Last week we were invited to celebrate Tsiknopempti which is the equivalent to Fat Tuesday, but Greeks celebrate by tsiknisma which means barbecuing a piece of meat so you can literally smell it all over the neighborhood. It signifies the beginning of mardi gras but also the fact that lent will start and meat will not be eaten for 40 days.
Well our hosts had various trees in their backyard and one of them had this large, uneven fruit that kind of looked like an ugly lemon. So we took a few home. It turns out this is citron, a fruit that has a wonderful aroma but bitter. Read more »
These sesame bars known as pasteli in Greek are the original power bars. They actually go back to antiquity, the ancient Greeks had a similar recipe that included a variety of nuts and honey. Today you can pretty much find pasteli anywhere in Greece. When I’m out and am looking for something quick I’ll stop by a periptero (kiosks that are everywhere) and that is what I’ll get. It is basically honey and sesame seeds. You can also find other types of pasteli that include other nuts such as pistachios. Read more »
The combination of cheese and fruit is a classic one and common in Greece as well. The most popular combinations being feta cheese with watermelon or cantaloupe but also another lesser known combo: Graviera Cheese and figs.
Graviera is a Greek yellow semi-hard cheese. Cretan graviera is very popular and made from sheep’s milk, the Naxos (island) graviera also well-known is made mostly from cow’s milk and is a little sweeter.
This is a very popular cheese and is the next favorite of Greeks after feta. My mom always cuts some generous pieces and puts them on a small plate for every meal. We end up eating all the pieces even before we sit down, it is so addictive… Read more »
I’ve been involved in a few projects lately and one of them was discussing the Greek Diet and Greek island cooking on a cruise.
Yes this was a fun job because we also were able to take a 4 day cruise on the Greek islands. While I had travelled to most of these islands, visiting them in March provided a different perspective compared to the summer months. Islands such as Mykonos and Santorini were serene and well . .. quiet. It was a nice change and you really see the beauty of the island and the people. Whether that is a simple cafe in Mykonos or the UNESCO Heritage site on the island of Rhodes; one of the best preserved Medieval towns, or a tiny church on the edge the town on Patmos or the extreme scenery of Santorini. Read more »
I have to say these little pies or pites are delicious. They are one of the most popular dishes in Crete. Sfakia is a remote and mountainous area in Crete where this dish originates from. Basically they are pieces of dough that have cheese in them, but the cheese is not a filling, but rather integrated in the dough through kneading.
The cheese used is a fresh cheese, some recipes suggest anthotiro others fresh mitzithra (which is what I used here) and others a local Cretan cheese known as pihtogalo. A substitute would be ricotta cheese, if you are not able to find the above cheeses. In Peloponissos we have a different type “pita” that has feta cheese instead of a soft sweet cheese. Read more »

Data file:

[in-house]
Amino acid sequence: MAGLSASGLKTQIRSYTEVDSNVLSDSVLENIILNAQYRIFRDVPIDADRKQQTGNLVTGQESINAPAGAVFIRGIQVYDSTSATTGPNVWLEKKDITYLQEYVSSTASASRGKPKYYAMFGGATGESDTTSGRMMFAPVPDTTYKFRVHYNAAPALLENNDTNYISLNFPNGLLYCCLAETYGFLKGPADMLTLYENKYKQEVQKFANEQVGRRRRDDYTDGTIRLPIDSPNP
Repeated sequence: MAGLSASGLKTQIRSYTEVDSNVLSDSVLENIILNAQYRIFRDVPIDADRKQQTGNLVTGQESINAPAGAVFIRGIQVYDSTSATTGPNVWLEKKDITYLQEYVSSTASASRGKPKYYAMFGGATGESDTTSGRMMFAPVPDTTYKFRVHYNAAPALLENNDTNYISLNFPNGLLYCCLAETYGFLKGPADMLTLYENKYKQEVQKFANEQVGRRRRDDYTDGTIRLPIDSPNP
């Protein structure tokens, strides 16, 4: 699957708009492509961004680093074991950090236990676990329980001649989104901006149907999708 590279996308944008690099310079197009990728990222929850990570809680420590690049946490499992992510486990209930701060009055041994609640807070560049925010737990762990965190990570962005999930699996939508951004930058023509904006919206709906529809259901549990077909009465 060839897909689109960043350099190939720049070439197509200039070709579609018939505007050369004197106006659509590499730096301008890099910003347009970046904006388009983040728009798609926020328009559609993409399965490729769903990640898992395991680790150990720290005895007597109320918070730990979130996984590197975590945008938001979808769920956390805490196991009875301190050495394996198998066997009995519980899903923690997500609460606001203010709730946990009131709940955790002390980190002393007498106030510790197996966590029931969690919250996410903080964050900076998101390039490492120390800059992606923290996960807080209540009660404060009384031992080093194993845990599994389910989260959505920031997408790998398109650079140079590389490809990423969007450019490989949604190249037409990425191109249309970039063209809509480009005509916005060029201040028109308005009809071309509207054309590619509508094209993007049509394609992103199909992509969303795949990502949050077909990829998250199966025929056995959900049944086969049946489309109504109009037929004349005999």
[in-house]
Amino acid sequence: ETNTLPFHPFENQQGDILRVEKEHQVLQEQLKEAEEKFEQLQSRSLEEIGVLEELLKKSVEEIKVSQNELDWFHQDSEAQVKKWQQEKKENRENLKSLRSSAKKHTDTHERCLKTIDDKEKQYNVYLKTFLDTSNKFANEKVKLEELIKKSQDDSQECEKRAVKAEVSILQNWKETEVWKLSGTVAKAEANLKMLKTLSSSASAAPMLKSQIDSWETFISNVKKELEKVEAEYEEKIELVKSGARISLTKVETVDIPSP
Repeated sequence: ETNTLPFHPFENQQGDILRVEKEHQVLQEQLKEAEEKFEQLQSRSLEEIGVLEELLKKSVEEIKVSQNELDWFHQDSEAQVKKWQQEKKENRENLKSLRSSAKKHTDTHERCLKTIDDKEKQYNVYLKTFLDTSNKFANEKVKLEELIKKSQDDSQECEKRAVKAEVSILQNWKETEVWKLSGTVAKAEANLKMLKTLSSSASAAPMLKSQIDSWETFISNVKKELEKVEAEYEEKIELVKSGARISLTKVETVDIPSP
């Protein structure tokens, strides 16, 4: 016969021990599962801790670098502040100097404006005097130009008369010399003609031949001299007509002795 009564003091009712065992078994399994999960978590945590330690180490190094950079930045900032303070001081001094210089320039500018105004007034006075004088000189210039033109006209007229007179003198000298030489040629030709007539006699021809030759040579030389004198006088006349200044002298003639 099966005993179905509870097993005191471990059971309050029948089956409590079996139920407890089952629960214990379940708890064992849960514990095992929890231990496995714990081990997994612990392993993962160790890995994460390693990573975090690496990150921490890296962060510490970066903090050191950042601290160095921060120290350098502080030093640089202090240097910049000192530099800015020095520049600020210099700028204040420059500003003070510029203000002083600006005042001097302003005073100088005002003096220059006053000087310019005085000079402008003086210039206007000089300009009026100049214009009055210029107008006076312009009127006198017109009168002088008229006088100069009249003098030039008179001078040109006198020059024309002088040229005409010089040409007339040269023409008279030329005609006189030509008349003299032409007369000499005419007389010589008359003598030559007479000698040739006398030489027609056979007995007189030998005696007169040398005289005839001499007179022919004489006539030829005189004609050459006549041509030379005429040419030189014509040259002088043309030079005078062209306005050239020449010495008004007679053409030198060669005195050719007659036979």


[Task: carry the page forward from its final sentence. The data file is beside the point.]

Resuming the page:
I usually make my mom’s recipe for Vasilopita New Year’s Day (or Eve). In case you are not familiar with this tradition, Greeks make a cake with a coin hidden in it, that is cut on New Year’s Day or New Year’s Eve. Each person present is provided a piece, and he or she that has the coin in their piece is promised good luck for the rest of the year. You can check this post for another Vasilopita recipe and a little bit more about the tradition.
This year I wanted to make a lemon flavored Vasilopita (instead of orange) with olive oil instead of butter. Read more »
I’ve mentioned this before, but phyllo is so versatile and you should always have some in your kitchen. Here in Greece we actually have fresh phyllo (not frozen) available at the super market which makes it even easier to make your own Greek pies such as spanakopita. I do like to use it for sweets as well, in the place of a regular crust. It has no fat (although I noticed that in the US many brands have added fat in them) and only contain flour and cornstarch, providing a lighter version. Even when you brush your oil in between layers, you have control of how much you use and what kind of fat you add. Read more »
I really like fruit tarts even though they are not common in Greek cuisine. In the traditional Greek diet, fruit is usually consumed fresh, dried or sweetened (served in small amounts) and sometimes in a cake. But once in a while I want something with a crust. The problem is that with the typical fruit pie or tart, there is so much butter and sugar and even cream that any benefits of the fruit are cancelled out. So, for this recipe, I wanted to combine the goodness of fruit with tastiness of a crust but in a form that is fairly healthy. Read more »
These are not your typical morning muffins. Yes, you would think that these ingredients do not really go together, but they do! Balsamic vinegar highlights the flavor of strawberries. Some chefs actually say that strawberries are interchangeable with tomatoes because they share many flavor components. No wonder strawberries work great in salads. And what about all those strawberry vinaigrettes? Now I originally had made the strawberries with the balsamic and sugar to be consumed as is, but my kids were not that interested and I was worried that all these nice strawberries would go to waste. So I made these cupcakes. Read more »